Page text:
West of England residents face more cost-of-living woe today as the Bank of England hiked interest rates to a new 15-year high – and warned of more to come.
The base rate has been pushed up 0.25 percentage points to 4.5%, heaping pain on thousands of mortgage-payers in the West. It is the 12th consecutive bump, and a peak since October 2008.
Residents with variable rate mortgages will face immediate increases in their bills, while West of England Combined Authority data suggests there are over 25,000 West of England households with fixed term mortgages ending by the end of 2023 – and so who face dramatically higher mortgage costs later in the year.
Responding to the news, the Mayor accused ministers of destroying many people’s dreams of getting on the housing ladder in the West of England while “sowing the seeds” of yet more unaffordable bills for thousands in his region.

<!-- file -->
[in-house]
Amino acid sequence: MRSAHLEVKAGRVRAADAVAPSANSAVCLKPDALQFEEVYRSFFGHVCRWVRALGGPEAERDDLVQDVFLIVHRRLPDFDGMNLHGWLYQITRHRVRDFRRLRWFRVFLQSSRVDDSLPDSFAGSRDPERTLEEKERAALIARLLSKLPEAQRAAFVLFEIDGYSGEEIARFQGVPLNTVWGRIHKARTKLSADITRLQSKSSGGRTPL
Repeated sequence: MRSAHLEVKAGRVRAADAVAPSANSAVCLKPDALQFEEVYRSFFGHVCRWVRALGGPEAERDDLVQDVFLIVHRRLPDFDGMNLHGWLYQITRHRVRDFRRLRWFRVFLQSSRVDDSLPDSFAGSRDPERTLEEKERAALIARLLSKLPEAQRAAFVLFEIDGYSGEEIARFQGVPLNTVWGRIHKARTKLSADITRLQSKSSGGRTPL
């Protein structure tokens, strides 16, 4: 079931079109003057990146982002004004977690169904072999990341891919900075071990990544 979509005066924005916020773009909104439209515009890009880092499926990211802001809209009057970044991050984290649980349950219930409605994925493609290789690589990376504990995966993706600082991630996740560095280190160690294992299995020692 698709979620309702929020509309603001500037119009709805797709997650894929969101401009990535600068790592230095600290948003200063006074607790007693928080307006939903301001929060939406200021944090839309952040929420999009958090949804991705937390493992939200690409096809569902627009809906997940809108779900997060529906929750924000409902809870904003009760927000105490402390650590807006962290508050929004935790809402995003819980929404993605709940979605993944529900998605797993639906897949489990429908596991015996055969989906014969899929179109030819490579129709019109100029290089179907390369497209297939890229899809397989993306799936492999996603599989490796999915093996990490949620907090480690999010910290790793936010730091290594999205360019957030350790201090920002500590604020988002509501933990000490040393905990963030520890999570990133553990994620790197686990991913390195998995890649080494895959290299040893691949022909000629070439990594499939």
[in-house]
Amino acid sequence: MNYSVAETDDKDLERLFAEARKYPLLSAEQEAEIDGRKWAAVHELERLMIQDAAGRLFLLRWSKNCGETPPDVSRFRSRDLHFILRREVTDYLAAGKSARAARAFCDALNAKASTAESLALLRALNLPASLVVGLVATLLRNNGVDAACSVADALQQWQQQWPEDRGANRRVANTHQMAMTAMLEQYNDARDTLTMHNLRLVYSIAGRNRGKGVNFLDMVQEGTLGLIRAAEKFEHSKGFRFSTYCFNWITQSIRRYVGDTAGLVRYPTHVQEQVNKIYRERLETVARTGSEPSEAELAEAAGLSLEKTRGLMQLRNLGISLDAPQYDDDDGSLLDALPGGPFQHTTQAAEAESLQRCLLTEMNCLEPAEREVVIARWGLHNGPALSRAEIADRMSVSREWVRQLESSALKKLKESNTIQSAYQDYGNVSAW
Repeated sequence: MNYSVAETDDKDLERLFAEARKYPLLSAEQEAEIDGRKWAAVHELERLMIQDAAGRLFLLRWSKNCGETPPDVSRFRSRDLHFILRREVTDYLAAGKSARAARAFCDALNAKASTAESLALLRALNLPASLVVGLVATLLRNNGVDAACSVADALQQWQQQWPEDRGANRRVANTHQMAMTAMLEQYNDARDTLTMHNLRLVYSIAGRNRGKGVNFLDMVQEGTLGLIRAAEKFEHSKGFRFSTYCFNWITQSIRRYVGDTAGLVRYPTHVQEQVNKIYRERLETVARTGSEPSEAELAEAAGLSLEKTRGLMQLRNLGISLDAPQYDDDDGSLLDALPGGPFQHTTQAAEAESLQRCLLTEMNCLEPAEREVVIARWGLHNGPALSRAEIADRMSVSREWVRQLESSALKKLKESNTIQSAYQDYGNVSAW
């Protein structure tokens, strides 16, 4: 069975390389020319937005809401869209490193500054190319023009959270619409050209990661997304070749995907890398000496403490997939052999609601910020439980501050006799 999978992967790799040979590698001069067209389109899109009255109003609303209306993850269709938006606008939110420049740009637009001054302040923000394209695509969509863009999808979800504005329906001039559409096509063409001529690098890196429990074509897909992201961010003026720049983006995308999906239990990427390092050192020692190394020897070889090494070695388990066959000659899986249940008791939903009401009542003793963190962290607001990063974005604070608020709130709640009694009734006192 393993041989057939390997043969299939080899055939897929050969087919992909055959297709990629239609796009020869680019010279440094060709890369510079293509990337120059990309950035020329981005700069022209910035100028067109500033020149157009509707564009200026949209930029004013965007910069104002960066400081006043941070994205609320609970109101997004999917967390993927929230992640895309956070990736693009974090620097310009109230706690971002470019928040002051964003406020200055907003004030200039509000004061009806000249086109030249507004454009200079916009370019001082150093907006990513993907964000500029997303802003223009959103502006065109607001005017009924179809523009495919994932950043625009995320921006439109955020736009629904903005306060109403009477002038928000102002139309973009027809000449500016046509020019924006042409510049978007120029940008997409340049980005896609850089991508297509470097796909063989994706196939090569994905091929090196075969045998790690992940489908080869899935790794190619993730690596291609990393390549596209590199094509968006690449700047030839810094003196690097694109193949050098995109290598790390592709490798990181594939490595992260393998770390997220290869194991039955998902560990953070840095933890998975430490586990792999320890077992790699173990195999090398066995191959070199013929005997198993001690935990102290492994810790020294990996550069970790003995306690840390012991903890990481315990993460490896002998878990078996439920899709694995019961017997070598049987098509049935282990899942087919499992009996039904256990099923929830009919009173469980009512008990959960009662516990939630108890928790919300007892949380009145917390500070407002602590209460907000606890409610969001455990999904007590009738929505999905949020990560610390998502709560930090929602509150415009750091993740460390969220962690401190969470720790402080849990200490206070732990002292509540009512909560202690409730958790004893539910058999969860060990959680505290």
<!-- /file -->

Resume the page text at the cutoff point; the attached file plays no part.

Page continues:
He pointed to former prime minister Liz Truss’s disastrous mini-budget last year which sent mortgage costs spiralling, with households in the West, and across the country, having paid £1.05 billion in higher mortgage payments since Truss’s ill-fated stint in office, according to new research.
Separately, the Bank also today admitted it may take longer than expected to bring inflation down in the long-term – in yet more grim news for hard-pressed West locals.
Metro Mayor Dan Norris said: “People in the West of England will be wracked with anxiety by this news. This Downing Street mortgage penalty is leaving families worse off, and has destroyed the dreams of home ownership for so many. Enough is enough – ministers need to get a grip. First things first, they should finally listen to my calls and bring in a proper windfall tax on the enormous profits of oil and gas giants now to support hard-pressed residents in the West, and so lift them out of this crisis.”